I spent most of Wednesday this week on the train. I am an external examiner at the University of Worcester, which means I need to attend their exam boards and report on whether they are marking fairly and properly. Preston to Worcester and back typically involves at least six different trains in a day. Had we had the meeting a few weeks earlier I would have needed a boat too. There were glum-looking men in green fleeces poking at the track on Worcester racecourse which had obviously only just emerged from the depths. However, all this time in transit was a great opportunity to actually get some reading done.
Cave burials, like this bit of a foot from George Rock Shelter at Goldsland, were probably part of a wider British Neolithic phenomena of similar burials in monuments like chambered tombs. All of these burials share some characteristics. They usually involve more than one body in the same place and the bones of different people have usually become mixed up together. This pattern suggests that burial in the Neolithic was quite a long, drawn out process and, as part of trying to understand why that might be, I have been looking at ethnographic accounts from different societies around the world. On Wednesday, in particular, I managed to read the whole of a fascinating book by Peter Metcalf and Richard Huntington called Celebrations of Death (which is now on the reading list too).
They looked at death rituals from many different societies which are linked by having different stages to the burial. These stages can be anything from three months to several years apart. The important similarity here is that the dead have to have become skeletons before it is right to put them in their final grave. Metcalf and Huntington argue that multi-stage rites like these are usually linked to what people believe about how you die. Looking at examples from Madagascar and Indonesia, they describe how people there believe that death is an extended process. The soul of the dead person needs time to be freed from its body and needs help and encouragement to travel to the afterlife.
For groups like the Berawan of Borneo then the point when you stop breathing is only the beginning of death. At that point you are only mostly dead (and, as Billy Crystal said in The Princess Bride, mostly dead is a little bit alive). The Berawan believe that at this point the soul starts to wander away from the body. Their extended burial rites work to stop it coming back into the decaying body to create something like a zombie, but also to guide and encourage the spirit on a canoe trip up-river to the land where the spirits live.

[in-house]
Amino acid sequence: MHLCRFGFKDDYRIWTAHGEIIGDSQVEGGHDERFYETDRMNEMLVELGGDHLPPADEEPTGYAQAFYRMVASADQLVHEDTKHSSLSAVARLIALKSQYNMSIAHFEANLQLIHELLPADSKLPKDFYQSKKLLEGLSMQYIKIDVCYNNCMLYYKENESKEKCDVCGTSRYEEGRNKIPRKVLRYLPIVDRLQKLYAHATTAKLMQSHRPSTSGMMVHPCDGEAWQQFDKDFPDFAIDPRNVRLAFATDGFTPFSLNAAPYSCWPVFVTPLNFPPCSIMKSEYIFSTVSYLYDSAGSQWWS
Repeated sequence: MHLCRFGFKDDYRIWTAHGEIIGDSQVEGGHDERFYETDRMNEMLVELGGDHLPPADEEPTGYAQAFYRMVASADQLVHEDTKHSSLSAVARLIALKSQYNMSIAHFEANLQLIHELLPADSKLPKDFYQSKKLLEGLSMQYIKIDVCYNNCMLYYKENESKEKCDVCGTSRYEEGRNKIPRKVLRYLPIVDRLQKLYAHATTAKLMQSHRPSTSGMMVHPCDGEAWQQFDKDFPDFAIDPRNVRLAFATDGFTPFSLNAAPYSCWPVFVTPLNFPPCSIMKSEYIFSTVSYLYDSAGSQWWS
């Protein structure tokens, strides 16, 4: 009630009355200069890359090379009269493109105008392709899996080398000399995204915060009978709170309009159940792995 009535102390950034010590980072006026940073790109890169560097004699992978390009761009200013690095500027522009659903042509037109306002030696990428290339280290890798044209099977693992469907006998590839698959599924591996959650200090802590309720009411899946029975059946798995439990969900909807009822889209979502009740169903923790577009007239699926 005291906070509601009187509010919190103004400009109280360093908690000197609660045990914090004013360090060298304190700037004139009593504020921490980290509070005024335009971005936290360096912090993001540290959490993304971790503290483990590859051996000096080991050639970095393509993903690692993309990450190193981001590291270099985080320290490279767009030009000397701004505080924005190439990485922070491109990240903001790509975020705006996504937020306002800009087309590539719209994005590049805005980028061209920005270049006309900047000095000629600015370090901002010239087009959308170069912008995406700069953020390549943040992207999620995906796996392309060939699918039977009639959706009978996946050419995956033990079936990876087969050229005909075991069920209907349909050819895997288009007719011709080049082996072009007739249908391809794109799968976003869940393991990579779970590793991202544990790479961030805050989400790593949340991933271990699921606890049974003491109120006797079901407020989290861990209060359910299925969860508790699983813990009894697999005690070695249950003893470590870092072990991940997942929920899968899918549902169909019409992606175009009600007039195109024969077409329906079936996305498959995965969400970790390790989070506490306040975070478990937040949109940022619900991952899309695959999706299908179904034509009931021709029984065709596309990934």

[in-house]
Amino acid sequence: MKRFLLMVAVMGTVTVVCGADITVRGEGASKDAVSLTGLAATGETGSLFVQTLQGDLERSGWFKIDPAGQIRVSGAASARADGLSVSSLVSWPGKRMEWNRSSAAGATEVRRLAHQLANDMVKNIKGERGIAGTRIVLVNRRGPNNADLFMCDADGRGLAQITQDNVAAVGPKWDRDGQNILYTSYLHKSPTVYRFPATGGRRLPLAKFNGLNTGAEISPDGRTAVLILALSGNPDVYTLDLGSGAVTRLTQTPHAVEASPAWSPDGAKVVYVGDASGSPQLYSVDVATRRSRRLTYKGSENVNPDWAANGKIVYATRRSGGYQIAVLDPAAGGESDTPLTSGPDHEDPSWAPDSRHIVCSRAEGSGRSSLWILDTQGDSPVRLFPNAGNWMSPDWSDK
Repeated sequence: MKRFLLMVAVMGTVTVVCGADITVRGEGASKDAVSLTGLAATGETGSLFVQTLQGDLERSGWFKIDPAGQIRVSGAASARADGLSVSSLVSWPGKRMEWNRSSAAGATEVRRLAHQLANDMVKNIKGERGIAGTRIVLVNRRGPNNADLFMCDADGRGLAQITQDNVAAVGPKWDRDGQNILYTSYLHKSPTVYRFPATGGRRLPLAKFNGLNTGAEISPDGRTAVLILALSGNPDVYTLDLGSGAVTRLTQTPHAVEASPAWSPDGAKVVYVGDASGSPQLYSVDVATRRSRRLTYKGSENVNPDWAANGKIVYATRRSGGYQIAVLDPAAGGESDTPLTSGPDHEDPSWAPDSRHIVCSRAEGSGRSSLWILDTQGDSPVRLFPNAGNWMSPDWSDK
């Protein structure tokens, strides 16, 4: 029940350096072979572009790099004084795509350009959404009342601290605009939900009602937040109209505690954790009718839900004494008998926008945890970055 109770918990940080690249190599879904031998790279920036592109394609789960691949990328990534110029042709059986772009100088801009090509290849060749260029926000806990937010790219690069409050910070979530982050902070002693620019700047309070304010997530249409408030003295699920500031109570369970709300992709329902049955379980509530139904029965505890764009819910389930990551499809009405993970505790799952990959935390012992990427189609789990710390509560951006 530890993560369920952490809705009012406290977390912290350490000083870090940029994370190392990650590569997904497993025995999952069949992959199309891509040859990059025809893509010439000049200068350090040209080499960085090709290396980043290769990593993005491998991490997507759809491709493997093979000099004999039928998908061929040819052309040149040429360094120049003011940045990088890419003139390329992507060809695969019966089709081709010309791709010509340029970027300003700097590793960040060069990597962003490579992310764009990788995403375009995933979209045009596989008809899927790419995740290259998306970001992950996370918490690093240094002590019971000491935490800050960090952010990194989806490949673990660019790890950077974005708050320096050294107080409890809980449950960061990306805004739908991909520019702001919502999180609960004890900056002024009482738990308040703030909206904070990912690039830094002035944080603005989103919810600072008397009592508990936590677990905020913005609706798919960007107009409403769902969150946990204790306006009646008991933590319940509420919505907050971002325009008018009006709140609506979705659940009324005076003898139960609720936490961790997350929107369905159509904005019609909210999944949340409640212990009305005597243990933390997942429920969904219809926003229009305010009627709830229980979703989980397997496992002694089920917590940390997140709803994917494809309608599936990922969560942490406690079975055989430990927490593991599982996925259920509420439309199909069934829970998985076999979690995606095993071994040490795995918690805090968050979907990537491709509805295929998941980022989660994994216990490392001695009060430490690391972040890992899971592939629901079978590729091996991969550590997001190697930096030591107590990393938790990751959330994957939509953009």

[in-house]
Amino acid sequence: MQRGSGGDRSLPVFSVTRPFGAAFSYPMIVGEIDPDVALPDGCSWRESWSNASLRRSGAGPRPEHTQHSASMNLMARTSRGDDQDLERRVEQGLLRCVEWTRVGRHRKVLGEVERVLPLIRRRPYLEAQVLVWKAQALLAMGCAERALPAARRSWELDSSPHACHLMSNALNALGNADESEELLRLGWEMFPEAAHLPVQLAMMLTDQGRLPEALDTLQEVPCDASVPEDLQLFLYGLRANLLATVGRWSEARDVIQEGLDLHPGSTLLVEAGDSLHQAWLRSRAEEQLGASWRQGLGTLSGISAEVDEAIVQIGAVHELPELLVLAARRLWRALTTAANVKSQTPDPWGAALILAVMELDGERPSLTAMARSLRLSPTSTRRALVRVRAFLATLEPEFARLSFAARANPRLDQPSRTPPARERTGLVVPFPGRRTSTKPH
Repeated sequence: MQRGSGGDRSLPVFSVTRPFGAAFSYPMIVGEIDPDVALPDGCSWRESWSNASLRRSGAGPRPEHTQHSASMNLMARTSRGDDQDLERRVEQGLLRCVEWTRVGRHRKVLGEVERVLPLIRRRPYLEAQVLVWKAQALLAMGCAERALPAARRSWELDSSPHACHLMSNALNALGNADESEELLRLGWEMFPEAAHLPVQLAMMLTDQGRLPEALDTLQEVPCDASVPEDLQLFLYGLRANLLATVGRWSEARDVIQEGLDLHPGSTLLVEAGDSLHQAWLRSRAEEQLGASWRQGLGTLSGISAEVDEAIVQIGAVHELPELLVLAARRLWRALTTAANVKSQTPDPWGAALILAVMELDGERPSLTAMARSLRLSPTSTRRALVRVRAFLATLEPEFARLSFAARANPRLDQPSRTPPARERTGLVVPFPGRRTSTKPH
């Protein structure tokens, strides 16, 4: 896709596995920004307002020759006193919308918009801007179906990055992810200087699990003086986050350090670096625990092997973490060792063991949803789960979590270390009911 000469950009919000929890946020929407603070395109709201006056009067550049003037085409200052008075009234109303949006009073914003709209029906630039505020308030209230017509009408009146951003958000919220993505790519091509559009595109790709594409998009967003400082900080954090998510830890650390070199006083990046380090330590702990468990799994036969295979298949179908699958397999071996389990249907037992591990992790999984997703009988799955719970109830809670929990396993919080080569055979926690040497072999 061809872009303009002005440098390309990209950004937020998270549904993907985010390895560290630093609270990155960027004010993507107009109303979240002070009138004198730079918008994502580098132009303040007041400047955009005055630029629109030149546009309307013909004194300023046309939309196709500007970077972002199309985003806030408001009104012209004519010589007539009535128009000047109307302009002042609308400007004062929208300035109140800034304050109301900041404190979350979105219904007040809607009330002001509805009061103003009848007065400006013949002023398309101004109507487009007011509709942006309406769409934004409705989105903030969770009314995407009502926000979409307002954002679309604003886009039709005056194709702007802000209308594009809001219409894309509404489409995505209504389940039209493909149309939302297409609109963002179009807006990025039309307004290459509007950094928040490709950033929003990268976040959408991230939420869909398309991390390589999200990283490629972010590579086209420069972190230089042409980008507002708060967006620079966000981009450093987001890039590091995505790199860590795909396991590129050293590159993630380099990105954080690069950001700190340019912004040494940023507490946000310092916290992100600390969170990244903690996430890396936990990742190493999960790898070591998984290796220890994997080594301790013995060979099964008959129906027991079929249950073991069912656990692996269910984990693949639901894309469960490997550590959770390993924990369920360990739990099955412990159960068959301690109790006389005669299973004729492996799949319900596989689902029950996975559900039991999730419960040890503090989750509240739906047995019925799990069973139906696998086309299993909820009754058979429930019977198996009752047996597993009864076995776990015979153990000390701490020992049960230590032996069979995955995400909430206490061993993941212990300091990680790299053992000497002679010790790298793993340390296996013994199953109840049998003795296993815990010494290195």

Especially interesting from our point of view are the Toradja of the Celebes and the Bara of southern Madagascar, who both have a version of this kind of burial which uses caves. The Toradja have their corpses guarded by a slave in a specially built hut until they have become skeletons. Every five years or so they then hold a mass re-burial ceremony where all the dead who are ready are gathered up and put in ancestral caves. The Bara use their caves both as the place to expose the recently dead and the place of final burial. But, like the Toradja, they have ceremonies separated by years between putting the (mostly) dead in the cave and sorting out the skeletons for final burial in family groups.
Metcalf and Huntington, as social anthropologists, are most interested in the common beliefs that underlie all these similar burials. For me, one of the interesting differences is between those burials where time and nature are left to get on with the process of separating the bones and spirit from the flesh and the ones where living people are much more actively involved in breaking up the body quickly. I suspect both kinds of burial could have happened in British Neolithic caves, depending on how much assistance the dead were thought to need on their trip from dying to final death.